Monday, July 26, 2010

Salt Spring

Everybody needs a contingency plan, for days when it's too humid to bear. This is ours. Saturday was one of those days where a washcloth would get wetter, not drier, if you hung it outside in the sun. Days like these, no activity is more appropriate than splashing around in a shaded creek.

The picture above reminds me so much of home. When I spotted that scene: a leggy maple growing out over the water, casting its gentle shadow on the water and brown creek-bottom, something stirred. I grew up splashing around in a brook on hot days--Platner Brook, the one that ran through my parents' backyard. The one that was shady and cool on sticky summer days, where leggy maples cast their shadows on the brown creek-bottom.

Summers, we kids of swimming age would weld into a pack, roaming and splashing and floating and biking and carrying on down the mile-long stretch of road and brook that comprised the neighborhood. More salamanders were caught than you might at first believe.

Platner brook was my classroom and playground in summertime, where I learned to catch crayfish and dabbled in social graces. For an only child with a deep, wide independent streak, the brook pushed me to the necessity of interaction.

For a long time, I preferred the fishes and flowers and soft maple shadows.

Maybe I still do, really. In a place like this, humanness seems so utterly beside the point. You can be human anywhere, really, and see and interact with humans anywhere.

But these bean-sized fish, these purple raspberry flowers, these hemlock needles? These are the treats of a cool glassy creek on a July afternoon.

Friday, July 23, 2010


As I wrote last week, the next couple weeks are the lazy part of summer for me. The hectic string of entertaining-festivals-family gatherings that consumed our June and early July has passed; what's left is a sweet lull of summertime before the end-of-season canning craziness kicks in. I am fully conscious of how fleeting this time is. To that end, I am making the most of these weeks when summer is moving slowly enough to pause, take note of, and enjoy.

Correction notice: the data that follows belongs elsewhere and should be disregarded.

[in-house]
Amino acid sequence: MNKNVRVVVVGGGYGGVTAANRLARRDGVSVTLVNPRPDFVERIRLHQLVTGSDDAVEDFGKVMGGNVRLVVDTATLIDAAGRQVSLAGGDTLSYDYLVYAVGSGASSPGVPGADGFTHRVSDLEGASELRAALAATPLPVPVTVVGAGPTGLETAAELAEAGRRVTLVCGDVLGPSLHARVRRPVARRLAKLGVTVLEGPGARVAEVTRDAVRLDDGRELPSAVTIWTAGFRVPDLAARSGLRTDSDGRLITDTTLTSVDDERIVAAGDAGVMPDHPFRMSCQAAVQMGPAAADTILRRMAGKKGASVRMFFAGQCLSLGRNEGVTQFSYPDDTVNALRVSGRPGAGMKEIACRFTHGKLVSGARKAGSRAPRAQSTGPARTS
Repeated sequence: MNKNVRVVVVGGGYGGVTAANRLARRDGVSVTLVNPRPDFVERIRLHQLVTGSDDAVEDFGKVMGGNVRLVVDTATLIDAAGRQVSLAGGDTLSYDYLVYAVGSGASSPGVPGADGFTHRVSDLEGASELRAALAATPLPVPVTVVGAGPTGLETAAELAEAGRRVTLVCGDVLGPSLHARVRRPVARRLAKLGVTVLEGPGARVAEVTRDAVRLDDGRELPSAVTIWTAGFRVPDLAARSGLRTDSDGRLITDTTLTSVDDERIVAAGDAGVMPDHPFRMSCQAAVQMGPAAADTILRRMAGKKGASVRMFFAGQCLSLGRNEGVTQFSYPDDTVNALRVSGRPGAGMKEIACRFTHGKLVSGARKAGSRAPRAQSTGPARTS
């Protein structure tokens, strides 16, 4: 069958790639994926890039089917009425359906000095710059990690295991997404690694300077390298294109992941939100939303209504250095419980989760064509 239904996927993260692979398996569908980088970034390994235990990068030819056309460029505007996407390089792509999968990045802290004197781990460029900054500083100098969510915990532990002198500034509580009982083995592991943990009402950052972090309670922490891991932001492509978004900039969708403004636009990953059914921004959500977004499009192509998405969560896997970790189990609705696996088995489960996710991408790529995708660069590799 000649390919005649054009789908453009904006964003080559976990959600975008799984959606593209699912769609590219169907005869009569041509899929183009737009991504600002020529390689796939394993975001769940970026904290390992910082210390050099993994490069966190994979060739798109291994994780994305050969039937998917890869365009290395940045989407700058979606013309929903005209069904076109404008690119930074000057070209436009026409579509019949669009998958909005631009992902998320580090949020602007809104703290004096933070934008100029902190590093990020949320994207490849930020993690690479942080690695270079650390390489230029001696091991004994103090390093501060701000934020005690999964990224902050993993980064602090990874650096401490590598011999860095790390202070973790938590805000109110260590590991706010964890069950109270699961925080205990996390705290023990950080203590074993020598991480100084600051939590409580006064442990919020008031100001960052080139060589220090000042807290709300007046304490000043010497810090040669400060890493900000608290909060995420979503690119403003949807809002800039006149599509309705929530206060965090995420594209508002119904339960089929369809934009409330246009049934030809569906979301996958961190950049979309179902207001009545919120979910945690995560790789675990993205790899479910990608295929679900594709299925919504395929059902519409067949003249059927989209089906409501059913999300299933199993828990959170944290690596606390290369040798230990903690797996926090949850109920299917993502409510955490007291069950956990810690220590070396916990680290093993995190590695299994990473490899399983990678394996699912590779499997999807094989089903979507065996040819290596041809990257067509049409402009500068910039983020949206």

Patrick and I hadn't really had a proper picnic since our first flirty year of couple-hood. Those were the lavish, fly-by-the-seat-of-your-pants kind, involving brie and stuffed olives and bakery focaccia. For this one, more planning, and therefore less money, was involved.

It was still lavish, mind you, just no brie. I pulled the "menu," as it were, out of an old Vegetarian Times. Mediterranean pressed sandwiches, with roasted eggplant, zucchini, and bell peppers; picnic caviar, which was really a tasty corn and bean salad; and jam bars made with last year's apricot jam. Add a couple of fresh peaches and a bottle of chardonnay (naturally), and it was heaven.
The light was lovely. The wildflowers were blooming. I had a glass of wine, and spent the next several minute teetering around tipsily with my camera, wobbling in and out of focus, cursing, exclaiming, and snapping pictures.
It was one of those nights where it seemed hard to get a bad picture. I love those nights.

When the wine was drunk and the pond was circumnavigated, the bullfrogs were befriended and the joe pye weed was admired, we cruised home in Patrick's old convertible, at least one of us wrapped in a picnic blanket against the cool evening air.

Wednesday, July 21, 2010

What I'm Wearing: Amber

Dress: Unknown, possibly vintage, handed down via my friends Kat and Alexis
Earrings & necklace: from Tom's Gifts, in Binghamton